Tennessee: The Asterisk State—An Excerpt from “Modern Davids”


March 14, 2024 10:51AM

In celebration of Beacon’s 20th Anniversary, Beacon President and CEO Justin Owen wrote a book called Modern Davids: Celebrating 20 Years with 20 Stories of Everyday Tennesseans Fighting Big Government. We will be sharing an excerpt from the book each month to tell you more about our heroes. The book is out now! You can secure your copy by clicking here.

Jon and Linda Freeman have been married for more than forty years. After meeting through their work at Boeing in Colorado, the young couple relocated to Alabama in 1965 with dreams of starting a family. Jon began planning for their retirement early, and Linda even enrolled in a “women in investing” course during a time when women were rarely active in this role. Both have long been committed to building a sound future for their growing family.

In 2007, Jon and Linda decided to retire so they could spend more time with loved ones and enjoy the mountains around their favorite alcove of Coldwater, nestled in the Tennessee hills. “It’s beautiful. We love the outdoors,” reflects Linda. “Huntsville was getting too big, with too much traffic. We wanted to get back to land yet stay close enough to Huntsville to still go to church there and see friends. But this is home now.”

As much as Jon and Linda have relished their sunset years in Tennessee, they were met with a surprising and alarming tax that had become a harsh reality for hundreds of thousands of retirees like them: the Hall Income Tax on investment income, enacted in 1929.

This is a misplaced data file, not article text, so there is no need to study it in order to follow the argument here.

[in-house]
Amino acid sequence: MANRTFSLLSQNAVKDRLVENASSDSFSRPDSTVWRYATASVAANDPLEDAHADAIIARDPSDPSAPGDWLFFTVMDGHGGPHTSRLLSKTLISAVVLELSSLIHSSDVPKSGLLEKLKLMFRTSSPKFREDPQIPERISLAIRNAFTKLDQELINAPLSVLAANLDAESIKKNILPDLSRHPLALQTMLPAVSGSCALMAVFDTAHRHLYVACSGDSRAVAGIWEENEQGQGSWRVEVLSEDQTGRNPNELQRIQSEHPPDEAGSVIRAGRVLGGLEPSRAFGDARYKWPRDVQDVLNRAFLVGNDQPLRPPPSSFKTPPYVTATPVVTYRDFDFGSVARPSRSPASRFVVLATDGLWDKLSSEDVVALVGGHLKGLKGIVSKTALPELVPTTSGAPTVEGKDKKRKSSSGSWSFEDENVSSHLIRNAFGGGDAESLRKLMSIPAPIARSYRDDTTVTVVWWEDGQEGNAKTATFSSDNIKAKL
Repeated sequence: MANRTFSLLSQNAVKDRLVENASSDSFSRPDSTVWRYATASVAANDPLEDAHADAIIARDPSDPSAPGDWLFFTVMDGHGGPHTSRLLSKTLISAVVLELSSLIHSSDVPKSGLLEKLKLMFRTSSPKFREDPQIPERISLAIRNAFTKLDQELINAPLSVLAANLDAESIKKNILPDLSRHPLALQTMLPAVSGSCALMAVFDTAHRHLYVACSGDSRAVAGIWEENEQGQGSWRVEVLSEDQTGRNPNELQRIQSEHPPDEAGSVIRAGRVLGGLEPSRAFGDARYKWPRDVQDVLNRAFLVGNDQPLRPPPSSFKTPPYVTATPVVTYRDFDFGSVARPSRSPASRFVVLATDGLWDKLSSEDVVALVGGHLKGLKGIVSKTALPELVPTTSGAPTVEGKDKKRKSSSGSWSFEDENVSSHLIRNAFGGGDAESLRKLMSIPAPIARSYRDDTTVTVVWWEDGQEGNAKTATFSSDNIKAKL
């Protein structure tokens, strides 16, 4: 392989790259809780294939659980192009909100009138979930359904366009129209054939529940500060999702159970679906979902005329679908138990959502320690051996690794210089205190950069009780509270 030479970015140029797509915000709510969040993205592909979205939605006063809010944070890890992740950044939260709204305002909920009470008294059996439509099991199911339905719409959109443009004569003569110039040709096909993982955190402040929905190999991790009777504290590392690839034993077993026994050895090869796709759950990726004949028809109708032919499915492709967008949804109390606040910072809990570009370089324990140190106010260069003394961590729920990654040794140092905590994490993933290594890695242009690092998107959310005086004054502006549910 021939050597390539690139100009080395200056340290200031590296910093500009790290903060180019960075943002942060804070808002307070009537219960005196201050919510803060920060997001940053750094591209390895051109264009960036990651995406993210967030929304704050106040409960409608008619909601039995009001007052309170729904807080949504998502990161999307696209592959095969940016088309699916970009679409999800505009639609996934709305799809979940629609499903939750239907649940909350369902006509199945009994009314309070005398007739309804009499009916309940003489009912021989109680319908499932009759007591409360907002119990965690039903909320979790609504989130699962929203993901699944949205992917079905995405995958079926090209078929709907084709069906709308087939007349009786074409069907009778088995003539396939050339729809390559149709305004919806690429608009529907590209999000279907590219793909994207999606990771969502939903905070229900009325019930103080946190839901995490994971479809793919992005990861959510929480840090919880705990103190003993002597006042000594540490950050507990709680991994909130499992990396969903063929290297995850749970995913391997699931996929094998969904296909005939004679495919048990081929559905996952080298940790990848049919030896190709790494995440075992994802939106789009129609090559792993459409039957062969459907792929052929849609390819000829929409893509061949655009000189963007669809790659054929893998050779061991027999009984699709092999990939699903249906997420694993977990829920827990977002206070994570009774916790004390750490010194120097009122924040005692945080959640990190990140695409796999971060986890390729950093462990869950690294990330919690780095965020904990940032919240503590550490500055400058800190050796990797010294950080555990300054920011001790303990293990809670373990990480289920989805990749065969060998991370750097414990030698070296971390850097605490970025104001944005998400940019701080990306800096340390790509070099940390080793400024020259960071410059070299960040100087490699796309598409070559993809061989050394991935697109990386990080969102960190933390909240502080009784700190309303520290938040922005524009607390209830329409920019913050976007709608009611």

Since retiring, Jon and Linda have largely relied upon their income from investments to support their cost of living. Unfortunately, the Hall Tax ate into their savings and punished their frugality. It also tarnished Tennessee’s claims of being income tax free, leading many tax experts to call Tennessee the “Asterisk State” because its tax friendly status was frequently qualified with an asterisk.

Because Jon and Linda are middle-class, much of their retirement income was subject to the tax. “We very carefully planned our retirement,” says Jon. “We were never so ‘well-to-do’ that we didn’t have to be concerned about our future, or our children’s futures.”

So was the case with many Tennessee seniors just trying to maintain a quality lifestyle and provide for their families. Until Beacon made this our top priority in 2016.

That year, Beacon set its sights on making Tennessee truly income tax-free by repealing the Hall Tax. We conducted our largest ever public awareness campaign, educating Tennesseans on why the Hall Tax was harmful to seniors like Jon and Linda, deterred economic growth in our state, and was just plain wrong. As we concluded all our ads, this “is not the Tennessee Way.”

We started by educating Tennesseans about the impact of the Hall Tax, primarily through a catchy, 30-second video, which compared Tennessee to Florida in a football-themed format. Want to get a southerner’s attention? Talk about football.

The video garnered over four million total impressions in a state of just under seven million people. The video drove viewers to our website, where we further educated Tennesseans on the issue and asked them to sign a petition in support of repealing the tax. The website drew thousands of visitors and petition signatures over the course of just six weeks.

With our support base growing, Beacon then engaged those Tennesseans. Those who signed our petition generated nearly 80,000 emails to legislators and the governor in support of repeal.

And it worked. On the final day of the 2016 legislative session, lawmakers voted to repeal the Hall Tax.

Jon and Linda remain engaged in Beacon’s work to this day. Thanks to their willingness to speak out about their challenges with the Hall Tax, they helped return more than $300 million a year to taxpayers and make Tennessee truly income tax-free for the first time in nearly a century.